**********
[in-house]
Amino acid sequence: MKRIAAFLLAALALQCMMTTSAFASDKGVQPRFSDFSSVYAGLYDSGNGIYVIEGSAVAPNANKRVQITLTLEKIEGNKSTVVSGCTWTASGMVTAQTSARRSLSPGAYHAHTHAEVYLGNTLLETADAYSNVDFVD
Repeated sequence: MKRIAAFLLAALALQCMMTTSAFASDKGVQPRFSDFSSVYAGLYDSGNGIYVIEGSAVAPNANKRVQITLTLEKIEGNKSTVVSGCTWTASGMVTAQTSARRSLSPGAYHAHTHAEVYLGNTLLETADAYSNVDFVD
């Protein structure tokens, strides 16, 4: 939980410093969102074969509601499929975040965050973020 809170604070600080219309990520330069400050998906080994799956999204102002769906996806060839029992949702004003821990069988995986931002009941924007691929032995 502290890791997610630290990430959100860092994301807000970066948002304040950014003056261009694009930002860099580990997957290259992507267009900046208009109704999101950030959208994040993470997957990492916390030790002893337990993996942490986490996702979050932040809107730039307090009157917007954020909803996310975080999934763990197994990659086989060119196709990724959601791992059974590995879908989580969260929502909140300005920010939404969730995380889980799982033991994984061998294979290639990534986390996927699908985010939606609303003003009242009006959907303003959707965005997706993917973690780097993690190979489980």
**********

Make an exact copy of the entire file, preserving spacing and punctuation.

[in-house]
Amino acid sequence: MKRIAAFLLAALALQCMMTTSAFASDKGVQPRFSDFSSVYAGLYDSGNGIYVIEGSAVAPNANKRVQITLTLEKIEGNKSTVVSGCTWTASGMVTAQTSARRSLSPGAYHAHTHAEVYLGNTLLETADAYSNVDFVD
Repeated sequence: MKRIAAFLLAALALQCMMTTSAFASDKGVQPRFSDFSSVYAGLYDSGNGIYVIEGSAVAPNANKRVQITLTLEKIEGNKSTVVSGCTWTASGMVTAQTSARRSLSPGAYHAHTHAEVYLGNTLLETADAYSNVDFVD
């Protein structure tokens, strides 16, 4: 939980410093969102074969509601499929975040965050973020 809170604070600080219309990520330069400050998906080994799956999204102002769906996806060839029992949702004003821990069988995986931002009941924007691929032995 502290890791997610630290990430959100860092994301807000970066948002304040950014003056261009694009930002860099580990997957290259992507267009900046208009109704999101950030959208994040993470997957990492916390030790002893337990993996942490986490996702979050932040809107730039307090009157917007954020909803996310975080999934763990197994990659086989060119196709990724959601791992059974590995879908989580969260929502909140300005920010939404969730995380889980799982033991994984061998294979290639990534986390996927699908985010939606609303003003009242009006959907303003959707965005997706993917973690780097993690190979489980």